A small group of people accused of aggressively taking control of GTA condo boards — and their multi-million-dollar budgets — was replaced at the upscale Five Condos Wednesday night.

It's the second time in less than a week that the three men — Darryl McGregor, George Laczko and Ray Blanchard —have been replaced on a downtown condo board.

An investigation by CBC Toronto beginning in May showed the three men, along with several associates, sit on the boards of about a dozen condos in Toronto and Mississauga, even though they don't always own property in the buildings.

Of the three, only Darryl McGregor owned a unit at Five Condos, in the Yonge and Wellesley neighbourhood at  5 St. Joseph St.

The owners held their annual general meeting Wednesday night, at which they'd planned to oust the sitting board members and elect a new board made up of residents in the building. 

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Brian Horlick, the lawyer who represented the board at 5 St. Joseph St. when it was controlled by George Laczko, Ray Blanchard and Darryl McGregor, chaired Wednesday night's annual general meeting at the Toronto Marriott Bloor Yorkville hotel. (Mike Smee/CBC News)

Instead, it was announced that McGregor and Blanchard had resigned, along with another controversial board member, Sam Cheng.

Laczko resigned some time ago from the board at Five Condos.

None of the former board members showed up at the meeting.

"I am so excited that this community has pulled together," owner Christine Dingemans said shortly after she was elected to the new board last night. "We've managed to take back our building."

Five Condos has 539 units and a $2.6 million annual budget.

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Brian Antman, an auditor with the accounting firm Adams and Miles, at Wednesday night's meeting of owners from the condo at 5 St. Joseph St. His firm completed the audit of the building's finances.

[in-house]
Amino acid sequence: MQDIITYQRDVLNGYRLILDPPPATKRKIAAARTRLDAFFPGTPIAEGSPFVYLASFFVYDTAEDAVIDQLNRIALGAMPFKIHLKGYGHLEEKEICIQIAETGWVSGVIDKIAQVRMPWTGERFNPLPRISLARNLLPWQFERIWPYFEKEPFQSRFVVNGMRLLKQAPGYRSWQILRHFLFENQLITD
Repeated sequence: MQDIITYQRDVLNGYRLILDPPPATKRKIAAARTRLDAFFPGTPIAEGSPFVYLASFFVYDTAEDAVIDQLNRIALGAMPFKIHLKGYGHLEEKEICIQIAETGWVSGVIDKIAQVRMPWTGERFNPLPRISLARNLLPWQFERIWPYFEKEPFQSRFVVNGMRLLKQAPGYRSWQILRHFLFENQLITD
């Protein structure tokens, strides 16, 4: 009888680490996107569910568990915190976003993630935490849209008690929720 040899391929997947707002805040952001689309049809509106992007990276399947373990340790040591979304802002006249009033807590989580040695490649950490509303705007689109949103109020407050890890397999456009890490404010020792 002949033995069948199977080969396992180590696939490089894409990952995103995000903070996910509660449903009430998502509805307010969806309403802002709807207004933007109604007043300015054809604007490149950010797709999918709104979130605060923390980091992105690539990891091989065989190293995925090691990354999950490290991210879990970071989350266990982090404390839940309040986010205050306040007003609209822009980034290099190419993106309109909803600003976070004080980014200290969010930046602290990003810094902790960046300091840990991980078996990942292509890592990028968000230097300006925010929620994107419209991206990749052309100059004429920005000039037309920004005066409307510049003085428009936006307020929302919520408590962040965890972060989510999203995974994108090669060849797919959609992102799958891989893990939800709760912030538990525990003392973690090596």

Last Thursday, owners at one of the city's best known new highrises, the L-Tower on The Esplanade, called a meeting at which they planned to eject McGregor, his girlfriend Anastasia Mustafina, Laczko, Blanchard and an associate, real estate broker Kaive Wong, according to condo lawyer Denise Lash.

But when the meeting convened, none of those directors showed up, said Lash, who was hired by the building's owners. All five were replaced in a unanimous vote.

Lash confirmed with CBC Toronto that Wong and Laczko had resigned before the meeting.
  
Condo board directors are not salaried employees, but they control budgets worth millions of dollars.

At Five Condos, where the three have been in charge since last summer, owners are now facing a lawsuit that claims $650,000 in damages. It was brought by the property management company that was fired by the board, including  McGregor, Laczko and Blanchard, shortly after it took control.

Audited financial statements, which were also presented at Wednesday's meeting, showed the condo corporation has accrued about $440,000 in unpaid bills since last summer, when the board took over from the developer, and a deficit of about $278,000, according to Dingemans.

Provincial regulations say board members need not own property in a building they represent or even live there.